Breanne Grace stands in front of Maxcy College.

Building a community of learning in the International House at Maxcy College

New faculty principal Breanne Grace hopes to widen student perspectives

There’s no denying that college is a time of great change. Homecooked meals become Chick-fil-A sandwiches, new bonds form in classrooms and residence halls, and students’ lives fall into new patterns as they adapt to their changed environment. For the students living on-campus in the International House at Maxcy College, the change is especially pronounced: Not only are they adapting to college, they’re also adapting to living with people from different cultures throughout the world.

Breanne Grace, new faculty principal at Maxcy College, hopes to provide a supportive community that will promote learning and expand students’ perspectives as they settle in.

“I think college experiences in general introduce you to people who are from different areas, different social classes, different races and different backgrounds,” says Grace, an associate professor in the College of Social Work. “You learn to question your own assumptions about the ways in which you are raised, or why you believe what you do.

“And so, my hope is that when students have the opportunity to meet students from all over the world here in Maxcy, it gives them insight into new types of foods or new ways of living or new ways of studying, or new music — everything. It's just an opportunity to expand their understanding of the world a little bit.”

Students who live in the college’s living-learning community will experience all the benefits of a traditional on-campus living experience — but they will do so alongside other students with similar global interests, and with the opportunity to participate in unique experiences that will promote cross-cultural understanding. They will also have unique access to Grace’s own renowned expertise in international migration, humanitarian aid and refugee rights, as well as her global network of colleagues.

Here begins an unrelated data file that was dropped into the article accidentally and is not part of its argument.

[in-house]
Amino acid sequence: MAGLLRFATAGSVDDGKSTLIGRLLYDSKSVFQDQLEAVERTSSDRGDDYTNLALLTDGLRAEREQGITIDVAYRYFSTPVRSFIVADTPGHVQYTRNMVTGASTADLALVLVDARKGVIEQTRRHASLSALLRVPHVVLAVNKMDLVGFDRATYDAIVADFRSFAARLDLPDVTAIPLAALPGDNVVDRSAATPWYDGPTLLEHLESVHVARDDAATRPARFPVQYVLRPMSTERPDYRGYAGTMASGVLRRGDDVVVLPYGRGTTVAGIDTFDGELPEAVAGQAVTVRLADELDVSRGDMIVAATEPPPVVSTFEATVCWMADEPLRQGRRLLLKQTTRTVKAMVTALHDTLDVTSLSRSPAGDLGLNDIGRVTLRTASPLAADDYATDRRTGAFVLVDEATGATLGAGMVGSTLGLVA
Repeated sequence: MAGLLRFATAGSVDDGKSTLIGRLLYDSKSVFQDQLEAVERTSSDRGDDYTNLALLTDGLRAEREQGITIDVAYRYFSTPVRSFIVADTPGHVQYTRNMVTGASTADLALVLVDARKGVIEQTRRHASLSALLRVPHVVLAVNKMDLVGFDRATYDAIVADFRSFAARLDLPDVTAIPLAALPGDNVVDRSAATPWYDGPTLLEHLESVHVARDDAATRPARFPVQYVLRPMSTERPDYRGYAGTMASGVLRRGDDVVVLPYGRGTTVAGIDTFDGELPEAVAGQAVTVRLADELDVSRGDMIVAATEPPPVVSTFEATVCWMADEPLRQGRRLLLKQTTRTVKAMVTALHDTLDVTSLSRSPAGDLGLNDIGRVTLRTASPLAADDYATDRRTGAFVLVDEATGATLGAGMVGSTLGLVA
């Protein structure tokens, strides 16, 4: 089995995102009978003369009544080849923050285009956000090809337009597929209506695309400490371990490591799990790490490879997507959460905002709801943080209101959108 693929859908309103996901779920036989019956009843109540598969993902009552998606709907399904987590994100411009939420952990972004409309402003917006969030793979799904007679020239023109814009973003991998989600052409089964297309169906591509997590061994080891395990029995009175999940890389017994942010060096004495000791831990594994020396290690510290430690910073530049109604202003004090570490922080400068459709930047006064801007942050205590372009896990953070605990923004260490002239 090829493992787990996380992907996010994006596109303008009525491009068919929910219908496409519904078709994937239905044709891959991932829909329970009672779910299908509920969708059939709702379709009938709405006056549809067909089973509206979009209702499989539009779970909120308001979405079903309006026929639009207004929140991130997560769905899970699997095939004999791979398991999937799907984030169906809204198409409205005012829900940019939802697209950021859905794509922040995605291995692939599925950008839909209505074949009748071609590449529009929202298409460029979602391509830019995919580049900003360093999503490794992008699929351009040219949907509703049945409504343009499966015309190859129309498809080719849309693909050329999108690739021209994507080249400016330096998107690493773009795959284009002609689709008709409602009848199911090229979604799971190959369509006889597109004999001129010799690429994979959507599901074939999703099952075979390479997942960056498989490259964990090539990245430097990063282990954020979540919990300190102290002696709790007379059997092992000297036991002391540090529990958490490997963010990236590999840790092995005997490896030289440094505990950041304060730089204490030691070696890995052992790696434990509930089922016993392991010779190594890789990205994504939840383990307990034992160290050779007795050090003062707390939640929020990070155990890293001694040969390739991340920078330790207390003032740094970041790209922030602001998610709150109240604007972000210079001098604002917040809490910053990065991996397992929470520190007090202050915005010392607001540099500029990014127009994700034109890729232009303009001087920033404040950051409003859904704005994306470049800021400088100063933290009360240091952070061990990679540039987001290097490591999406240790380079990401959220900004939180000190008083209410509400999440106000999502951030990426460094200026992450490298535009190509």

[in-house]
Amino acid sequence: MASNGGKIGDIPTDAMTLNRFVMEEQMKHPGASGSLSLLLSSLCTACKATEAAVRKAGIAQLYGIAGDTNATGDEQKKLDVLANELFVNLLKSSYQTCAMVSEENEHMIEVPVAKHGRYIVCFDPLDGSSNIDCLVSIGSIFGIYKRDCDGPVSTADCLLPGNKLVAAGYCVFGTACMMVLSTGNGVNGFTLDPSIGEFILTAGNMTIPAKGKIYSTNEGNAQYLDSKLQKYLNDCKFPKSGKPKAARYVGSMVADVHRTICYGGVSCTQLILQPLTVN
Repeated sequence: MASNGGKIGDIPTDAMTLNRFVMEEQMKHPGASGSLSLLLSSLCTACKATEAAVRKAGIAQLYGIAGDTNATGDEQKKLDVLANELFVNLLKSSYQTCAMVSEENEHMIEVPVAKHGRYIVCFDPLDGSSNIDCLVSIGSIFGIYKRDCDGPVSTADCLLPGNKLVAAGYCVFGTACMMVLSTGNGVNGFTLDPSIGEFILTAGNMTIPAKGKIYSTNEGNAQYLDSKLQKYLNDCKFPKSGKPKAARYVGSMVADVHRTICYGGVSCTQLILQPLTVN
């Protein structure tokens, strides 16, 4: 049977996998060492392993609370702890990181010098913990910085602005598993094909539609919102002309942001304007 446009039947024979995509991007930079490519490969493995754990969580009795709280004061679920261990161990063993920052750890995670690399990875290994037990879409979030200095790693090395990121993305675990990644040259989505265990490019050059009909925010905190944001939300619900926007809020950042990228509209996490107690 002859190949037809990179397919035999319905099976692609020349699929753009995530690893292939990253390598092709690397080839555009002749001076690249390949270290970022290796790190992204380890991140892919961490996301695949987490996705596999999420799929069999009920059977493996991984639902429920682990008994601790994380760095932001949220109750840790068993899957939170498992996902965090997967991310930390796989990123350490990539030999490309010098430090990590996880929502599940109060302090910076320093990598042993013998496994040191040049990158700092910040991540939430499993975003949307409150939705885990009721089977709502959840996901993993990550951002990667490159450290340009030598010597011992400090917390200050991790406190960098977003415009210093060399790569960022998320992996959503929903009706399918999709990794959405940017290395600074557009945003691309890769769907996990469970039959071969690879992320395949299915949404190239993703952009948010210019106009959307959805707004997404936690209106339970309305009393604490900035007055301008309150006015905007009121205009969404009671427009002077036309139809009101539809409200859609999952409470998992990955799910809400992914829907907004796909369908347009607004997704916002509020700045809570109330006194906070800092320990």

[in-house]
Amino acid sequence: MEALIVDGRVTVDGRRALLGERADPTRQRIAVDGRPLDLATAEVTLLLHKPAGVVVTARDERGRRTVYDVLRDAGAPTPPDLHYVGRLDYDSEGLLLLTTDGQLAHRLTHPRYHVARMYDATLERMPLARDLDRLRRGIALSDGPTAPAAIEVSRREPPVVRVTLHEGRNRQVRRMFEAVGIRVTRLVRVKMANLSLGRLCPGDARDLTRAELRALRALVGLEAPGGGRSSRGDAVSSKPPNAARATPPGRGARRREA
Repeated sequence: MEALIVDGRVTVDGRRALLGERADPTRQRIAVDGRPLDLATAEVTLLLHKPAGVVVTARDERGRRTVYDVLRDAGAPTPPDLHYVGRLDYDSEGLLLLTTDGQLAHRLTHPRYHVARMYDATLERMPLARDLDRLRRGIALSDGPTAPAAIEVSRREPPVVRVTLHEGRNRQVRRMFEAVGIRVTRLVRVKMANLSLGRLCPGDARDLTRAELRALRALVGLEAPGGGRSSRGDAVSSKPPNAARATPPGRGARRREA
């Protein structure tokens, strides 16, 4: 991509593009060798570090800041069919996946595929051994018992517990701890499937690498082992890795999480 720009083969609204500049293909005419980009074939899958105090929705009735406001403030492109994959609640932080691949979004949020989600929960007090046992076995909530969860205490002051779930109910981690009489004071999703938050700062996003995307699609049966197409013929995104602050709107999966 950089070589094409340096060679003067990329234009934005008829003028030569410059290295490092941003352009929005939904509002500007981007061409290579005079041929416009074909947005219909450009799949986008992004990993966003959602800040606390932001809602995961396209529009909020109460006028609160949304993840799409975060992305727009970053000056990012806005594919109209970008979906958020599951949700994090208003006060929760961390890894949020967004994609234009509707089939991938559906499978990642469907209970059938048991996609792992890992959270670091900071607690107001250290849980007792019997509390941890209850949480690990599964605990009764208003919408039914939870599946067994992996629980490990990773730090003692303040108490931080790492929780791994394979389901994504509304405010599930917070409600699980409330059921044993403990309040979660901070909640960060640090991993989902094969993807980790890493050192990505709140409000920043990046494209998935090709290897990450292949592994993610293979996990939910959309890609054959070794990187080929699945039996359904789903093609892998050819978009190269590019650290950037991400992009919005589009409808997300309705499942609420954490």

“Our mission is to take global things that exist here in Columbia and make them fully accessible, so that students don’t have to think about global as separate, but instead can think about it as part of their experience here at South Carolina,” Grace says.

Her focus is to promote both learning and fun among the college’s students. She will continue its visiting fellows program, which brings professional guests to the college to share their expertise. She also hopes to create “social rituals” for the students living there — be it morning coffees, a weekly evening of music, or even lemonade and cornhole on the Horseshoe.

More than anything, she wants to create a strong sense of community among the college’s students.

“We think of the word ‘academic’ as books and classrooms, but I think of ‘academic’ as how do we exist in the world and what are the things that we can learn about through research in order to facilitate better living, whatever that might be,” Grace says. “Whether that's more curiosity, more ethical living, or more efficacious business transactions. And so, I think of my job in Maxcy College as creating spaces where students can explore those ideas and reach out and have outside the classroom space where they have opportunities to ask questions and grow.”

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